That's where I was looking to maybe capitalize, was to get in early, maybe get that thing tied up in the first six, seven holes, and instead I was left at four behind.

Q. Earlier this week you said you came in here thinking that maybe it was going to be a bomber's paradise, but then you disagreed with that. Now after playing, and especially playing with Jason Day in that final round, do you feel at all that maybe you had a little bit of a disadvantage out there when you see him hit those shots?
JORDAN SPIETH: Not really. He just hit it so straight. It wasn't -- the distance was fantastic, certainly helped him, but even if he hit it shorter, he still would have probably birdied 11, he still would have -- a couple of those par-5s, he was able to reach. 16, he still could have reached it. He was hitting it so straight. Yeah, sure, if you hit it long and straight, if you hit it his distance and you're hitting it straight, he's going to have a huge advantage over me, because I just can't hit it that far. I hit it a little more crooked than he did too today. So to actually battle it out and have a chance coming down was pretty cool.

I think it's a shot maker's golf course. I don't necessarily believe in it being a bomber's course, but I do believe that on a golf course like this, there is some luck involved. I believe that when you hit a shot off line, you have an opportunity for it to be in the lip of a bunker or you have an opportunity for it to be in between on a bare lie, and it all depends on the bounces. The further off line you go, you can actually be better off than if you just miss the fairway. I don't know if that's an advantage to anybody, I think it's just sometimes it's who gets the best breaks. And the couple -- he got a bad break on 8 that it went into the lip. I got a bad break on 4. He got a good one on 16. Those were the only two shots off the tee that he missed all day. He bogeyed one of them and the other one -- well, he ended up bogeying 16, too, but he could hit it to the green.

I had a few of them today that, when I missed the drives, there was a chance that I could have had a good lie and done something with it, and I didn't ended up having the tough break. But I got plenty of good ones this week as well.

Q. I know your perspective is limited because you've only played Majors for a few years now, but how difficult is it to try to win and contend in Major Championships with so many not just good players right now and elite players but so many elite young players?
JORDAN SPIETH: Yeah, with so many people being so fearless, and not only fearless, but when they're fearless, they commit to those aggressive lines and then pull off the shots. That's tough.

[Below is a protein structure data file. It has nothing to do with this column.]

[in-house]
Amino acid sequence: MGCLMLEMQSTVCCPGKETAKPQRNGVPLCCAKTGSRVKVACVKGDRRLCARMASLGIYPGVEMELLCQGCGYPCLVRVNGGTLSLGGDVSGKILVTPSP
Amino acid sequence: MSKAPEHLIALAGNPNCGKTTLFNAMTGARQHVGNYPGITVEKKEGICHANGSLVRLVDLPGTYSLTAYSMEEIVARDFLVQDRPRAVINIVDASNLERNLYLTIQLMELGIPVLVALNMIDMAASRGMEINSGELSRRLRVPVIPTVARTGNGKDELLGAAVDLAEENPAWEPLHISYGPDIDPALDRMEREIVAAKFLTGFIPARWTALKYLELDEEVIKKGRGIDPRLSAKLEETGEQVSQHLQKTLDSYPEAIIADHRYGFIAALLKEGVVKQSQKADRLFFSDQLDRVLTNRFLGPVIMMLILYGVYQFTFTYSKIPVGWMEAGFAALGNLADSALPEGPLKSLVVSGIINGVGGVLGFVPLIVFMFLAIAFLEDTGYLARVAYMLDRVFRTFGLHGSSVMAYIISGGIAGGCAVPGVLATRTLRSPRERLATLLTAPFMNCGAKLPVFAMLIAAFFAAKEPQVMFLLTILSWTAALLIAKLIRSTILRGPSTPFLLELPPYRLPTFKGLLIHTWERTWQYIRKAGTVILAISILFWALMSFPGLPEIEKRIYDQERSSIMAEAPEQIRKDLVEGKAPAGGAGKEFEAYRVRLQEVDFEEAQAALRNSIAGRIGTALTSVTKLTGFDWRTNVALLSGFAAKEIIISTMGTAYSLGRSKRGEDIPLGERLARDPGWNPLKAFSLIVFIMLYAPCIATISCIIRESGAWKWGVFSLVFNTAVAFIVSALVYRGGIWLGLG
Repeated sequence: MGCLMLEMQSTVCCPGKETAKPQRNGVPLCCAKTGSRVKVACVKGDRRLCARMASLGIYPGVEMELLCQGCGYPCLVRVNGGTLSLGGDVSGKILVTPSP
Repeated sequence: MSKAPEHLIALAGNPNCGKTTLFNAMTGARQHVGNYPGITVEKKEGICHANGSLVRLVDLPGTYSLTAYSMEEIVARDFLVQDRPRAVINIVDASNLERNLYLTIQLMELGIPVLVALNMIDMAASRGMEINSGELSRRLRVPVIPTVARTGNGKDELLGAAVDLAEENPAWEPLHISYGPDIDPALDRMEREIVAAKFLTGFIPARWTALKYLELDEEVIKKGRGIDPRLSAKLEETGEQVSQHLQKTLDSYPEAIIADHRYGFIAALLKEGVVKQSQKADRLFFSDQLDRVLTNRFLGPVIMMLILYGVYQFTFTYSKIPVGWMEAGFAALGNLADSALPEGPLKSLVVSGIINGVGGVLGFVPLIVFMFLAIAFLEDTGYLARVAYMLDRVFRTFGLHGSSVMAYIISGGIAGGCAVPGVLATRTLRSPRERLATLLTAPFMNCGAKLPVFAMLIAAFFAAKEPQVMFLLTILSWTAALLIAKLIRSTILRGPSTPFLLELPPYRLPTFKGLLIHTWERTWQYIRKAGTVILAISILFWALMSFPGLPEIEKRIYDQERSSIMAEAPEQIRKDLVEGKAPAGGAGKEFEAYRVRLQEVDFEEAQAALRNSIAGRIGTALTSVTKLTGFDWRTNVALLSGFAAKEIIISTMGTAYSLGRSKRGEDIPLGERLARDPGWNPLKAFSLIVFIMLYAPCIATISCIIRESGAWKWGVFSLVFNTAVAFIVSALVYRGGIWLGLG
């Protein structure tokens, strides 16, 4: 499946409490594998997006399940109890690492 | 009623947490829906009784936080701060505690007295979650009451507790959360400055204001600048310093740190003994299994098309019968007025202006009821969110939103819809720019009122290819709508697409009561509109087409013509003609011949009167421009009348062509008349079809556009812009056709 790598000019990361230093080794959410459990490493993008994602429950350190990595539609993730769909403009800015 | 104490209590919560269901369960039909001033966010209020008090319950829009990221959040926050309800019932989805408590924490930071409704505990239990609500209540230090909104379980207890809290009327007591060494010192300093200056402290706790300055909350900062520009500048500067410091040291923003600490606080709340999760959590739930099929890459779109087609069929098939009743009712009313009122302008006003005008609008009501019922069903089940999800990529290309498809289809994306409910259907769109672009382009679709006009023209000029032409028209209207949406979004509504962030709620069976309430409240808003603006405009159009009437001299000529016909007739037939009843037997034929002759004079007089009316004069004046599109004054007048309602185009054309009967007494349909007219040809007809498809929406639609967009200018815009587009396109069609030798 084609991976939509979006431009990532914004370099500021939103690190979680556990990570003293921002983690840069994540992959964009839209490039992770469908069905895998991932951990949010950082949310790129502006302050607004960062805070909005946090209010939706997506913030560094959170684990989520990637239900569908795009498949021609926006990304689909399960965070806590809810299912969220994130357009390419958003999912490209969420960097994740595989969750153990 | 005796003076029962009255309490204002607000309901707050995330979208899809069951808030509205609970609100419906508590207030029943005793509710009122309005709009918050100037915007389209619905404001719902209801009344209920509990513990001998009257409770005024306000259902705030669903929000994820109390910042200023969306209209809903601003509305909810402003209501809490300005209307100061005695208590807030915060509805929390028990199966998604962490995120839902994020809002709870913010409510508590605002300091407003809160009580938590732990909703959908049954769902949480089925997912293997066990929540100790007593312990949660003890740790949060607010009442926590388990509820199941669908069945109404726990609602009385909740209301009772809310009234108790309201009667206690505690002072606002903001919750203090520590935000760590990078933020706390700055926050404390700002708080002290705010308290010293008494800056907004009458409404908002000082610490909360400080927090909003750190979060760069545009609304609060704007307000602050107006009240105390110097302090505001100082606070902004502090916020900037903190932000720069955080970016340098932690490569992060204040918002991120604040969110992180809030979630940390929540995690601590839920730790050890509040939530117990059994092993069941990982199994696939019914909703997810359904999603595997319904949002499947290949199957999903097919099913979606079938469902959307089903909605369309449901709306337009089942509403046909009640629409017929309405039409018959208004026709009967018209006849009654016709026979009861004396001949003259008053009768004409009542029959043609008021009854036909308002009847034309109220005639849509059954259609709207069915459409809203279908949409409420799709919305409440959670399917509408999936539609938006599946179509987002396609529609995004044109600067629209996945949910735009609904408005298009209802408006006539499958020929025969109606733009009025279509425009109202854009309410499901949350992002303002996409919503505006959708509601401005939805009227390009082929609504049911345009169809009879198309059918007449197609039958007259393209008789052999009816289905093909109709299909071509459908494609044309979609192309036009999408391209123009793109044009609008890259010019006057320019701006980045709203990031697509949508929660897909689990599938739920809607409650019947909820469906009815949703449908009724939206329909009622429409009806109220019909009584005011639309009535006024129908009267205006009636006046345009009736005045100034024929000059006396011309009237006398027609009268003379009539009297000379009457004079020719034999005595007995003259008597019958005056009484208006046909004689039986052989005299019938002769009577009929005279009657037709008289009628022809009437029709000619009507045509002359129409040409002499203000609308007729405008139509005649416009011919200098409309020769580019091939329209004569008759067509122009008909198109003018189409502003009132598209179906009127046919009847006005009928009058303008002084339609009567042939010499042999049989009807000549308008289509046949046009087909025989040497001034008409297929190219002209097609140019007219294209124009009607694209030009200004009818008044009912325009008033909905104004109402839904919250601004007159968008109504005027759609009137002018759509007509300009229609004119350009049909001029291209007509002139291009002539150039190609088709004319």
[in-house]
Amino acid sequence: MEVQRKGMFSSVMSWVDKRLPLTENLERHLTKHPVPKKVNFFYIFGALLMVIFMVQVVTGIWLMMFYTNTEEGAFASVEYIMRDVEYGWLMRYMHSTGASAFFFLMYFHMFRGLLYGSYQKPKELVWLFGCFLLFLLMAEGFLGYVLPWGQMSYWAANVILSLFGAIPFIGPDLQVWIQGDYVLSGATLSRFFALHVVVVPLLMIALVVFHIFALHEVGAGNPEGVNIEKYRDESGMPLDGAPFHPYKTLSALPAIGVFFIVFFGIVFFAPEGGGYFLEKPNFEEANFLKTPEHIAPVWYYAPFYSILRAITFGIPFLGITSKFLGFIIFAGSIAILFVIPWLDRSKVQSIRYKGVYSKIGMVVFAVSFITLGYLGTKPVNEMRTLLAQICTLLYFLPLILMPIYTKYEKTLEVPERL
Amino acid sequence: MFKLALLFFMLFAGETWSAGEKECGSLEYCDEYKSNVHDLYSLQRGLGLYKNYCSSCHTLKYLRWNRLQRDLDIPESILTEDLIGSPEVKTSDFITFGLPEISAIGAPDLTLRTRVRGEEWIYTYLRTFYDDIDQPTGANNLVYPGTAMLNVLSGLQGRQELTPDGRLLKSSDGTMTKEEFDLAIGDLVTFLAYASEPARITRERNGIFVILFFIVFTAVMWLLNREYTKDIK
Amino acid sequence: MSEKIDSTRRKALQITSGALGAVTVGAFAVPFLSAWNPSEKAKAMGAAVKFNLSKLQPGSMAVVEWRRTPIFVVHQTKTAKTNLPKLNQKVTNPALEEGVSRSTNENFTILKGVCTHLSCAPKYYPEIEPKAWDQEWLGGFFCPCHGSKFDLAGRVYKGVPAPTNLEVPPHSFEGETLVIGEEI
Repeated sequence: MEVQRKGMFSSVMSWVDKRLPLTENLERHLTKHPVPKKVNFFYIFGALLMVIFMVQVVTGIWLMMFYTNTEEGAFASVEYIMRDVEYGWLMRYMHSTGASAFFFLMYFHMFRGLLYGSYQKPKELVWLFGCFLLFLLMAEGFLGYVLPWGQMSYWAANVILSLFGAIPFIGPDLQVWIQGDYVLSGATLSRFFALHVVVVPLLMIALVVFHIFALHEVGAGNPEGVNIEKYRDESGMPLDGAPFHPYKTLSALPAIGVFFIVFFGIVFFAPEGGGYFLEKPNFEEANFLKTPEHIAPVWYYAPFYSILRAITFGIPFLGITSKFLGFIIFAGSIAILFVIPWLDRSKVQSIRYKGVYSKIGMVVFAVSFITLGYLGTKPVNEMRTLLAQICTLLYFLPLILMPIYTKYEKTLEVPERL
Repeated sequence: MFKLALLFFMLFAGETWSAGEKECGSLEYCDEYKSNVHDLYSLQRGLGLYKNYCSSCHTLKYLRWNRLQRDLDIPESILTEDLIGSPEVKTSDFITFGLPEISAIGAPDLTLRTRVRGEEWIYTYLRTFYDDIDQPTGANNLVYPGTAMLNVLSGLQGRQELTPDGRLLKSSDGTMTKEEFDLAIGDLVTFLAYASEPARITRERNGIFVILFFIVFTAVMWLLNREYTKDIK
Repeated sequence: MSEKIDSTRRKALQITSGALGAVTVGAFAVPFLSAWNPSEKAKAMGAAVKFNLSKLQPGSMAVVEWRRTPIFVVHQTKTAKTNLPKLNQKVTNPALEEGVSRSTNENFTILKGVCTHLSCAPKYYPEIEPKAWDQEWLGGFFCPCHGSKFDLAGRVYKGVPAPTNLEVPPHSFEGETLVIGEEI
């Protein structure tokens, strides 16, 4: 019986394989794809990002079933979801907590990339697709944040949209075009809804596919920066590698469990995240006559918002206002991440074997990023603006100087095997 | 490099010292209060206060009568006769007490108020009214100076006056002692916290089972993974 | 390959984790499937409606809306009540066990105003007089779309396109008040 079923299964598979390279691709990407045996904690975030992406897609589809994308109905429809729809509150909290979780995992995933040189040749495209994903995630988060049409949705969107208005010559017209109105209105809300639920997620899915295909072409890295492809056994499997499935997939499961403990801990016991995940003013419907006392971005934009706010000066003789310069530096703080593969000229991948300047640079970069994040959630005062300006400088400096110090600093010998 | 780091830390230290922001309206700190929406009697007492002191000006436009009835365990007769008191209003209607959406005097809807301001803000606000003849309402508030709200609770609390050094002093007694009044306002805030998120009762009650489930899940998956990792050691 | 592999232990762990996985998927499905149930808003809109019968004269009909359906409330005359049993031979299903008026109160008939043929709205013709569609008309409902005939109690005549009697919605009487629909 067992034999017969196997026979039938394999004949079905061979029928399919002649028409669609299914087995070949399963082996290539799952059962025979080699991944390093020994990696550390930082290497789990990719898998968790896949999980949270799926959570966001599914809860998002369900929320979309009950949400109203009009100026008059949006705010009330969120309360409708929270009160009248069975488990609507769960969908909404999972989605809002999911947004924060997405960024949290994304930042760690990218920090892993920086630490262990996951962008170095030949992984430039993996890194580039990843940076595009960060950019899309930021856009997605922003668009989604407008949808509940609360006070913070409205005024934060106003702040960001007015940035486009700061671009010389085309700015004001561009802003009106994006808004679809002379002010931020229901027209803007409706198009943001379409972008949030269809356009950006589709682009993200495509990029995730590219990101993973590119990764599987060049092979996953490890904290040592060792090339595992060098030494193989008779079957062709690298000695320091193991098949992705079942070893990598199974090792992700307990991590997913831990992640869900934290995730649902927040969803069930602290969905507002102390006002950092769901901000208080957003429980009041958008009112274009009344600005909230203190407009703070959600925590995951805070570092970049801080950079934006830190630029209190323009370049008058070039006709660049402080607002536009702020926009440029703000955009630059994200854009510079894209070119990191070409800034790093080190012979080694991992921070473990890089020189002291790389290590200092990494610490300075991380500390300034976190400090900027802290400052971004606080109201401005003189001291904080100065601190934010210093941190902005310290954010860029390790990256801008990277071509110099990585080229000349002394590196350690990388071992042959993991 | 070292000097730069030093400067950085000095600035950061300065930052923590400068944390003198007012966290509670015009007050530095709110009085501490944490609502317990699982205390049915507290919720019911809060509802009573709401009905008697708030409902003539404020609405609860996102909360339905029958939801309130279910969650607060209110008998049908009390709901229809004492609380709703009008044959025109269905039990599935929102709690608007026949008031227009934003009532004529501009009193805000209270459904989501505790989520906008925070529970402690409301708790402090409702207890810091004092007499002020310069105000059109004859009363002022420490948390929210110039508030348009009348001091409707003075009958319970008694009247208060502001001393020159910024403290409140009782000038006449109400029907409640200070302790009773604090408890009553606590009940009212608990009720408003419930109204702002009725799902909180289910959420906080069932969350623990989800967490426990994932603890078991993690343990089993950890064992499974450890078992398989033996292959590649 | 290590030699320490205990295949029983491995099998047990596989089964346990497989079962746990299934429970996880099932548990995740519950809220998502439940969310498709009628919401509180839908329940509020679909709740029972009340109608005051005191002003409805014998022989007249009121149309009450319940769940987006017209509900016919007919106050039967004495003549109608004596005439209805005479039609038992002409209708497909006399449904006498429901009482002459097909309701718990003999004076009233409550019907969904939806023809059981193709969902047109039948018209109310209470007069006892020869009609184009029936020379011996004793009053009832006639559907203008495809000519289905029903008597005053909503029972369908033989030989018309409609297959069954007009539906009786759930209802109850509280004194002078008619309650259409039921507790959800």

I looked at the board today thinking with the breeze being up, I didn't think that everybody would be significantly under par. I looked at the board and said, wow, it was at one point during the middle of the round I looked and saw and that I was probably in third or fourth at the time and I thought that I was still a couple under and competing in this thing.

I was just amazed at how great the golf was this week for -- you guys would know the number on how many people got to double digits under par. This was not an easy golf course, and it wasn't playing easy. It definitely wasn't -- that first afternoon was the teeth of the golf course. After that, there was some scorable conditions, but still, you miss a couple tee shots and double bogeys right in your fairways. For that many people to get to double digits under par means that there's some incredible golf being played and what that does for me at this point is now I realize that although we have just reached that goal of being No. 1 in the world, with the way these guys are playing and the way you see it being played on the biggest stage, it's going to be really, really hard to keep that position.

That's how I think of it with the game's young players. It's just, it doesn't matter apparently if you've won a major or not before, it helped me at the U.S. Open and here we did what we could and it wasn't enough because Jason just played that good.

Q. When you assess your Major season, what will you be most proud of?
JORDAN SPIETH: The two wins, yeah. Definitely the two wins. Major Championships are what we're remembered for in this sport. It's what I imagine all of our dreams were as kids, to play professional golf and to compete and try and win Major Championships.

So to have two of those this year is amazing. This year isn't over. I've got a lot of big tournaments coming up. But the four biggest are finished now until April. And when I look back, I'm just going to look back at those first two and be obviously extremely pleased.

JOHN DEVER: Thank you, Jordan Spieth.

FastScripts Transcript by ASAP Sports